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propaganda of materialism than American advertising. Is it
therefore just plain and unqualifiably wrong in any
serious, moral philosophy? No. Not at any rate in
Christian morality. For Christian morality based on
Christian theology does not separate matter and spirit into
two worlds of evil and good. Concretely, it is the first
job of Modern Living to show how the multiplicity of goods
in an industrial age can be used towards relatively better
rather than relatively worse taste. A broad the latitude
is of course left to the winds of fashions, in clothes,
food, architecture or anything else. Being so deeply
involved in the contemporary, Life can't, for example,
refuse to have anything to do with clothes if it thinks
that contemporary fashions as a whole stink. But it can,
without becoming hopelessly eccentric, choose the less bad
among the bad, and with a combination of subtlety and
earnestness try to point the way out of a period of bad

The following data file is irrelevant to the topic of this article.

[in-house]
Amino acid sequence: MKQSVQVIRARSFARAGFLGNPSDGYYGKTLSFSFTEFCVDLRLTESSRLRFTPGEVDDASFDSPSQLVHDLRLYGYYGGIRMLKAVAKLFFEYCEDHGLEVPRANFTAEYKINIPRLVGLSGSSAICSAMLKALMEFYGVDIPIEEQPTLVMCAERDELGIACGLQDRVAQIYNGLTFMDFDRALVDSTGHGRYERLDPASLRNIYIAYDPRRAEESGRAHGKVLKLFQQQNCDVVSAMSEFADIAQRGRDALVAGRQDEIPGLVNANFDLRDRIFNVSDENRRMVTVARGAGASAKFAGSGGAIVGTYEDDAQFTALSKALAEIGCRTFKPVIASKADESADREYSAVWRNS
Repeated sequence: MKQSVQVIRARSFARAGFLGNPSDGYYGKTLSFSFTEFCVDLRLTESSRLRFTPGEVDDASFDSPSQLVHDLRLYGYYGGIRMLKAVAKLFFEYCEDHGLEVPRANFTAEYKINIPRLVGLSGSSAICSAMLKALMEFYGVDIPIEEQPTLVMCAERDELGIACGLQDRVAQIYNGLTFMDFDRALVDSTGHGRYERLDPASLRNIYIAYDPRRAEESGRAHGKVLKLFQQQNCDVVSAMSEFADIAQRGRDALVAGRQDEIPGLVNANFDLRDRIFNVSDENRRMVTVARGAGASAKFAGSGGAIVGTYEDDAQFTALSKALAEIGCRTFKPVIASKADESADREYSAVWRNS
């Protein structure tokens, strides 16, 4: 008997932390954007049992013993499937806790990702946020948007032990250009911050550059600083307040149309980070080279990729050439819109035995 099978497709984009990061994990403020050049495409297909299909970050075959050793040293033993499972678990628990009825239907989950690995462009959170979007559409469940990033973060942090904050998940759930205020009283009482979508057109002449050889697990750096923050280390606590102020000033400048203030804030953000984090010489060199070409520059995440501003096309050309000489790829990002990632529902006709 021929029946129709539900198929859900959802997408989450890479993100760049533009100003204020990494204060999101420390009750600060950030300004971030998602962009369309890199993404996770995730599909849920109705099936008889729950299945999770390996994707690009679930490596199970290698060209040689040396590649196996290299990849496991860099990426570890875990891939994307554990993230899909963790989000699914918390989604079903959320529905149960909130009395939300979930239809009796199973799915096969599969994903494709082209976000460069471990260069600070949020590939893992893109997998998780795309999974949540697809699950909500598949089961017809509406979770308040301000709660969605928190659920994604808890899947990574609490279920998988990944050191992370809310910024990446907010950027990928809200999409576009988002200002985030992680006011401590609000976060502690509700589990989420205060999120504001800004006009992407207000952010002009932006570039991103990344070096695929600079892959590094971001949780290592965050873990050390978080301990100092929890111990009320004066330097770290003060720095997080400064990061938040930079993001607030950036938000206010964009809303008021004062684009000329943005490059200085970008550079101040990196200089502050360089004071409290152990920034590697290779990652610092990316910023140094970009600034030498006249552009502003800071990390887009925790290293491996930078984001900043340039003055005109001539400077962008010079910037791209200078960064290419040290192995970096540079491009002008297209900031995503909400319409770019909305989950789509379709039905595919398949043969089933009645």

taste in anything, toward good taste.”
This is 1946. Have any memories of this, of that department being--?
Yes. Maria Sermelino. That's when we hired Maria
Sermelino, as I remember, and created the Modern Living Department.
I don't think that Maria Sermelino or anybody else thought in
theological terms about modern living. [they laugh] They just looked
at what's hot and what's fun.
But in terms of this nexus between advertising--did the
publishing side concern itself with the Modern Living Department?
So this is just Henry Luce justifying what?
Just his theories. [laughter] He had theories about
everything. Nothing was any good unless it could be phrased in
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